By Marcus Rohrbach
Today’s talk was organized under the LTI Colloquium Series hosted by Language Technologies Institute of Carnegie Mellon University. The focus of the talk was similar to one of the previous talks I attended in LTI before: From Naming Concrete Objects to Sharing Abstract Thought: Vision-to-Language Begins to Grow Up. The speaker, who is a post-doctoral researcher at University of California, Berkeley, focused on the topics about how visual recognition and natural language understanding can be achieved with machine learning.
First, he elaborated on the objectives and goals of their studies in this domain. Mainly, they aim at building intelligent systems which has capability of communicating about hat they see in a way that people can understand. Hence, those systems would be of high importance for telling the blind people about their surroundings. Then, he continued with the high level requirements of those intelligent systems, namely being compositional, explainable, and scalable. Being compositonal corresponds to providing a semantic mapping between the vision and language. Explainable means that they should help users to make decisions so that users have trust in the system. Scalability is about system’s capability of operating with limited amount of supervision.
Then, he introduced example application areas, which are image description and video description. He elaborated on the machine learning models and techniques they used to make systems they build to provide image/video descriptions. They utilize from deep learning models using conventional neural networks to train the system. Here, they use different methods for grounding like encoding a phrase provided by humans and using unsupervised techniques. Using those techniques and machine learning models, the systems they build are targeted to answer visual questions. They evaluate the performance of the system using two measures: discriminative loss and ….. with reinforcement learning.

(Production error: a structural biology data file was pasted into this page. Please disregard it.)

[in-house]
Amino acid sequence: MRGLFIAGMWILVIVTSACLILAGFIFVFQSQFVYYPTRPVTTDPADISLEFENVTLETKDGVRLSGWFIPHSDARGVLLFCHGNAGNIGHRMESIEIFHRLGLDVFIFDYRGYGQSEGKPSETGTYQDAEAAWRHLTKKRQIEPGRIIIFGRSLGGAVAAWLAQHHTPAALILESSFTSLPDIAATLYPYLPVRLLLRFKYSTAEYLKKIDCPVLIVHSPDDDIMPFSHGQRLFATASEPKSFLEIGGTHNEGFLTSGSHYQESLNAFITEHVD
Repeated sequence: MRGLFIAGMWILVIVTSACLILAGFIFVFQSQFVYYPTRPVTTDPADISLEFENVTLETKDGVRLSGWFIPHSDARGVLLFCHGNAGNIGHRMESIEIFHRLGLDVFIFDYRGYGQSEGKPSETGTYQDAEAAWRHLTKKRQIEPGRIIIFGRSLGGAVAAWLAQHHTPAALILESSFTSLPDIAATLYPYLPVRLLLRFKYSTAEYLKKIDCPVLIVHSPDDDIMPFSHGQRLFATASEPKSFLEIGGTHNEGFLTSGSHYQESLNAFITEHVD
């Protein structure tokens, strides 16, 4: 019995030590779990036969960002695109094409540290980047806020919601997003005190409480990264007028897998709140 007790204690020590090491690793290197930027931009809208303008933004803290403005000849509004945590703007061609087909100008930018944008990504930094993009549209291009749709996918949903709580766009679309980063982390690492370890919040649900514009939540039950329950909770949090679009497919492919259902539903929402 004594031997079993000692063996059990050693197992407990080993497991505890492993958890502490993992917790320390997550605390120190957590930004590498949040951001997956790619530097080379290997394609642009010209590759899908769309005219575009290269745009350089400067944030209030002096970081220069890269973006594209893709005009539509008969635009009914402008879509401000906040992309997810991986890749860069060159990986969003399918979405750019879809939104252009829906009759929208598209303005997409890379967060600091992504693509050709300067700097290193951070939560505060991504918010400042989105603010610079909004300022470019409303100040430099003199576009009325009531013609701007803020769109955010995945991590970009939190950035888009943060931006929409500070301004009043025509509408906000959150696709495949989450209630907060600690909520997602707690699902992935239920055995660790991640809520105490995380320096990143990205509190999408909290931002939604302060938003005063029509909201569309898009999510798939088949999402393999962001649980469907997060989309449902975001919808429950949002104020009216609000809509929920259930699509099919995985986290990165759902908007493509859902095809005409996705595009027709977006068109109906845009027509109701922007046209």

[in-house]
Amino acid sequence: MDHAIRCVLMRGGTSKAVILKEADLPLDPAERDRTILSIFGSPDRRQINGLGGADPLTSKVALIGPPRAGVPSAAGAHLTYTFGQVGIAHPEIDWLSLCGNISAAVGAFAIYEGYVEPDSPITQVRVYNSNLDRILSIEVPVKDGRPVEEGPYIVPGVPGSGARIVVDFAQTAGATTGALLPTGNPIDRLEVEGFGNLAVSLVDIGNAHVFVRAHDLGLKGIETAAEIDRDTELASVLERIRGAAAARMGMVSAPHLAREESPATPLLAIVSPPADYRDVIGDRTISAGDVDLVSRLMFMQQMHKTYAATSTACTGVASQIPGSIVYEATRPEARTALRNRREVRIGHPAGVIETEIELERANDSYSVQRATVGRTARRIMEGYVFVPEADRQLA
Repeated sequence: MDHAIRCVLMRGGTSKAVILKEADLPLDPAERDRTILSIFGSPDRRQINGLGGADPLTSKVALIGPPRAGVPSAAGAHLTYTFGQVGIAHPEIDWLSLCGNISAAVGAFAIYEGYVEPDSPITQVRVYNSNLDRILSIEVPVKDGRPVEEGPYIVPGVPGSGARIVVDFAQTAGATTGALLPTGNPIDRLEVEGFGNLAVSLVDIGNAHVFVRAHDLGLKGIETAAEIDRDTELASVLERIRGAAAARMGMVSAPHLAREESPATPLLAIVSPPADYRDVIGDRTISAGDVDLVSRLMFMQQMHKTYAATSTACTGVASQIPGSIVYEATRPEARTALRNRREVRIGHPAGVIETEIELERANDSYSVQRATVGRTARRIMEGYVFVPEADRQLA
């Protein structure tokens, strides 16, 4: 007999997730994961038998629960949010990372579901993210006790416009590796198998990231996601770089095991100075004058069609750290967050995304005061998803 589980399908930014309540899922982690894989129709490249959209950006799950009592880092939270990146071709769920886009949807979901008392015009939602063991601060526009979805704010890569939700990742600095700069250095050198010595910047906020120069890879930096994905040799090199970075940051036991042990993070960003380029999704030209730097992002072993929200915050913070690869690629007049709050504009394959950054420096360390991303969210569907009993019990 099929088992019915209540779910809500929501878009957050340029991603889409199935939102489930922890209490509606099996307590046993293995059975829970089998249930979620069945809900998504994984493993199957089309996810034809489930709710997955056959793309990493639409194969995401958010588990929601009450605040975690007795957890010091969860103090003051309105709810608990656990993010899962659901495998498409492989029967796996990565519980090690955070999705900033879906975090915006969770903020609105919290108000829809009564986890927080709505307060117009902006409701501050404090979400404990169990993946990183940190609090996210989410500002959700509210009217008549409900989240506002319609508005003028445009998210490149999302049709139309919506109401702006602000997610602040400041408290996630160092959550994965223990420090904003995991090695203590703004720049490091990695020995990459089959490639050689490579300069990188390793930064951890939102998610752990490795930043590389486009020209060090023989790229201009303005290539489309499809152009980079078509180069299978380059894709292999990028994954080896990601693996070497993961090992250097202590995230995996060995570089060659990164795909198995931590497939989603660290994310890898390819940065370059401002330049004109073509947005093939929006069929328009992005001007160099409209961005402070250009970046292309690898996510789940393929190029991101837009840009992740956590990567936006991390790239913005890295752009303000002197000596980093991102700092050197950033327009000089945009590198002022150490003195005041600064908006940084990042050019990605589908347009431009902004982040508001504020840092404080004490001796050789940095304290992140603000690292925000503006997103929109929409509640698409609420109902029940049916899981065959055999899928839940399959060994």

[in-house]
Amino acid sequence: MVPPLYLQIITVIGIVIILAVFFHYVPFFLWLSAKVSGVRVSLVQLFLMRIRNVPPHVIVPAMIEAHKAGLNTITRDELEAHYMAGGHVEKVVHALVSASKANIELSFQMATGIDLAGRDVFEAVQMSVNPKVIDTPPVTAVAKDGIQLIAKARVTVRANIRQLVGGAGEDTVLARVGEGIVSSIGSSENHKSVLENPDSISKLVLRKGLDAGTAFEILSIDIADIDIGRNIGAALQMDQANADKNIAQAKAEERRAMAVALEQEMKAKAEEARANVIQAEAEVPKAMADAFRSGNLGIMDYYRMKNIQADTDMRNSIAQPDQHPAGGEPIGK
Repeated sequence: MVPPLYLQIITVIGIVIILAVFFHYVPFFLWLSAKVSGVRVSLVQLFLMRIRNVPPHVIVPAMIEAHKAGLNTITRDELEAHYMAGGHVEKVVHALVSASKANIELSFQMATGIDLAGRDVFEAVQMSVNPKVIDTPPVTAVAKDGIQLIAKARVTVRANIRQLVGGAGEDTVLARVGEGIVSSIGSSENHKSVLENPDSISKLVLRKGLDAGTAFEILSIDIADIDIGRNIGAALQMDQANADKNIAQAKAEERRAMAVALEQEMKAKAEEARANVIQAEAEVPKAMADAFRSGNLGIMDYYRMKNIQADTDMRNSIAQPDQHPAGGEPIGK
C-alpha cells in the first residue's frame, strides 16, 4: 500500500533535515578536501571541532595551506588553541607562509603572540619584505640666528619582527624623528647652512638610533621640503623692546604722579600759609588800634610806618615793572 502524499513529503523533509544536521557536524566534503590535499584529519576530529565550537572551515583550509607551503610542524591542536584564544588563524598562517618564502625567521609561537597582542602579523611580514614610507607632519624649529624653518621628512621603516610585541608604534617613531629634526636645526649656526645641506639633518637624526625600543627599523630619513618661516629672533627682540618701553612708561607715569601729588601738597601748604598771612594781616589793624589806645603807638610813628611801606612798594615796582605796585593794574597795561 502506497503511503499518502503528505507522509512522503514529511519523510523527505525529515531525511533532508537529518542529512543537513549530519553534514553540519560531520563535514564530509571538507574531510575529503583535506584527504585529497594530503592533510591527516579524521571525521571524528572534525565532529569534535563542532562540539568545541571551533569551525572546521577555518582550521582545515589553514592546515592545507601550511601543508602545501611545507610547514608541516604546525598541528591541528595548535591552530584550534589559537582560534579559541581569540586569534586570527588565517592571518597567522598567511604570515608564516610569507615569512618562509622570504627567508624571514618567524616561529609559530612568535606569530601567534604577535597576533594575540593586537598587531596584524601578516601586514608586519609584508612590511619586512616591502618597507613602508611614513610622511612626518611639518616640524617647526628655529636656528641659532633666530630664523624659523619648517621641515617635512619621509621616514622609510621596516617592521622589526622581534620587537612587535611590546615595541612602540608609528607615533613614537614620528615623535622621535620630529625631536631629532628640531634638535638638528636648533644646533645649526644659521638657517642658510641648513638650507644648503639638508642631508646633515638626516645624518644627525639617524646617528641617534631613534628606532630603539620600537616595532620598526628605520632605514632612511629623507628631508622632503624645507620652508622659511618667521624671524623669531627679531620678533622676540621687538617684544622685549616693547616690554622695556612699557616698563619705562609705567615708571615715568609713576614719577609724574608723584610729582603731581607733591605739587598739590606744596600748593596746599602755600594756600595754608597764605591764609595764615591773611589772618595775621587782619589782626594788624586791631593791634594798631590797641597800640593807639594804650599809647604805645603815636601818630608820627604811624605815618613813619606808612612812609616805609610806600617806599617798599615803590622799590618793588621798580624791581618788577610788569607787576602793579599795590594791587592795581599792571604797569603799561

He presented an example case for explaining how to combine image representation and question representation to answer visual questions. Given an image of a table full of foods and drinks, the question to be answered is : “Is this going to be a feast?”. They constructed two neural networks: one for the image and another for the question, so those networks use the keywords in the image and question as features for training, respectively.
At the last part of the talk, he elaborated on visual explanations provided by the intelligent system. For example, the system is provided with images of several different birds and is asked to answer the question: “what bird is this?”. Then the system provides its answer to this visual question with the type of bird, and the explanation of why it selected this answer. A sample explanation is: “This is a Western Grebe because this bird has a long white neck, pointy yellow beak and red eye.” Then he briefly mentioned about experiments they conducted about bird images. At the end, he enumerated the future work they plan for high level requirements of the system, which I noted above (namely being compositional, explainable, and scalable). For example, they aim at visual-language dialogue with virtual or real agents.
Similar to the talk I attended before related to vision-to-language and hosted in LTI, I do not have too much feedback because it is not in my area of research. Basically, I can say that the topic was interesting and shows a lot of promise because of its benefits for especially visually impaired people.